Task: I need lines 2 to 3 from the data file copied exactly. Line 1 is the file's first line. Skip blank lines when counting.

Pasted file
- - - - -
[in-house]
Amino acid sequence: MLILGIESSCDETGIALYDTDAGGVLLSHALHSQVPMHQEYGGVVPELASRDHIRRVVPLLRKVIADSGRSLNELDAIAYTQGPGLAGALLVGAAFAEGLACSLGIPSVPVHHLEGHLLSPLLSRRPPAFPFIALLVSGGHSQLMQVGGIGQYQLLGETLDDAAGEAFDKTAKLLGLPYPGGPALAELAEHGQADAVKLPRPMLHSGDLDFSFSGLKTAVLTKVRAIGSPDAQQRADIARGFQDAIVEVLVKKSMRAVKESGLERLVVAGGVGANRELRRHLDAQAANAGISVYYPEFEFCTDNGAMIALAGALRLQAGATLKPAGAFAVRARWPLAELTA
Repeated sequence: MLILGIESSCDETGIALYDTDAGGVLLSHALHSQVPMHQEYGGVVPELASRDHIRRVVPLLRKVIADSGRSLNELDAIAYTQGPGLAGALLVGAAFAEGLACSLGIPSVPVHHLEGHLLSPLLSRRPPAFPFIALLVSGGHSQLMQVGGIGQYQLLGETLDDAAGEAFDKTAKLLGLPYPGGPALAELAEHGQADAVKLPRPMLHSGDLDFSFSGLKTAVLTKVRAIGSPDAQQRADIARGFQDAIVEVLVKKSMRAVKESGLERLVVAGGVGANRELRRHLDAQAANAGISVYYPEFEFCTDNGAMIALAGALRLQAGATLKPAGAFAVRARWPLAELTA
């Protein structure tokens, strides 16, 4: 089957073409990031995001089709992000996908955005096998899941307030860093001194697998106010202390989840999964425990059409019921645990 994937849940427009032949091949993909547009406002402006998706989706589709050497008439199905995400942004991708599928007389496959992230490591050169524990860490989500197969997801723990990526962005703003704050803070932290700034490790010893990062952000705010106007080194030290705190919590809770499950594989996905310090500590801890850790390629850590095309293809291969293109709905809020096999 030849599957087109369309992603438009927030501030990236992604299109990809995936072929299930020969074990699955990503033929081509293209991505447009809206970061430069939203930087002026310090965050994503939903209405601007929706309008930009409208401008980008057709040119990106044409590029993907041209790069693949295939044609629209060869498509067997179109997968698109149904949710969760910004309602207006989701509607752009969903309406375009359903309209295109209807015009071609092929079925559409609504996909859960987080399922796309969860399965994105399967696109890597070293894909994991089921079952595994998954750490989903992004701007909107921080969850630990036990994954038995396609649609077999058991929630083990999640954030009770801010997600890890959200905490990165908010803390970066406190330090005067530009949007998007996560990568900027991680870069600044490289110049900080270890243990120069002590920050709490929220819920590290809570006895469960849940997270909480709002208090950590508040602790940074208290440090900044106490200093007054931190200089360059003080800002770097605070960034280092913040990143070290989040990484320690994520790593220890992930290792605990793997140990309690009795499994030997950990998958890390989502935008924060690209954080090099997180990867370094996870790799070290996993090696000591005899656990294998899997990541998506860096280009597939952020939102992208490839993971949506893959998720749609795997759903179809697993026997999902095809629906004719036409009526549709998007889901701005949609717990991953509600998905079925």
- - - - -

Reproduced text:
Amino acid sequence: MLILGIESSCDETGIALYDTDAGGVLLSHALHSQVPMHQEYGGVVPELASRDHIRRVVPLLRKVIADSGRSLNELDAIAYTQGPGLAGALLVGAAFAEGLACSLGIPSVPVHHLEGHLLSPLLSRRPPAFPFIALLVSGGHSQLMQVGGIGQYQLLGETLDDAAGEAFDKTAKLLGLPYPGGPALAELAEHGQADAVKLPRPMLHSGDLDFSFSGLKTAVLTKVRAIGSPDAQQRADIARGFQDAIVEVLVKKSMRAVKESGLERLVVAGGVGANRELRRHLDAQAANAGISVYYPEFEFCTDNGAMIALAGALRLQAGATLKPAGAFAVRARWPLAELTA
Repeated sequence: MLILGIESSCDETGIALYDTDAGGVLLSHALHSQVPMHQEYGGVVPELASRDHIRRVVPLLRKVIADSGRSLNELDAIAYTQGPGLAGALLVGAAFAEGLACSLGIPSVPVHHLEGHLLSPLLSRRPPAFPFIALLVSGGHSQLMQVGGIGQYQLLGETLDDAAGEAFDKTAKLLGLPYPGGPALAELAEHGQADAVKLPRPMLHSGDLDFSFSGLKTAVLTKVRAIGSPDAQQRADIARGFQDAIVEVLVKKSMRAVKESGLERLVVAGGVGANRELRRHLDAQAANAGISVYYPEFEFCTDNGAMIALAGALRLQAGATLKPAGAFAVRARWPLAELTA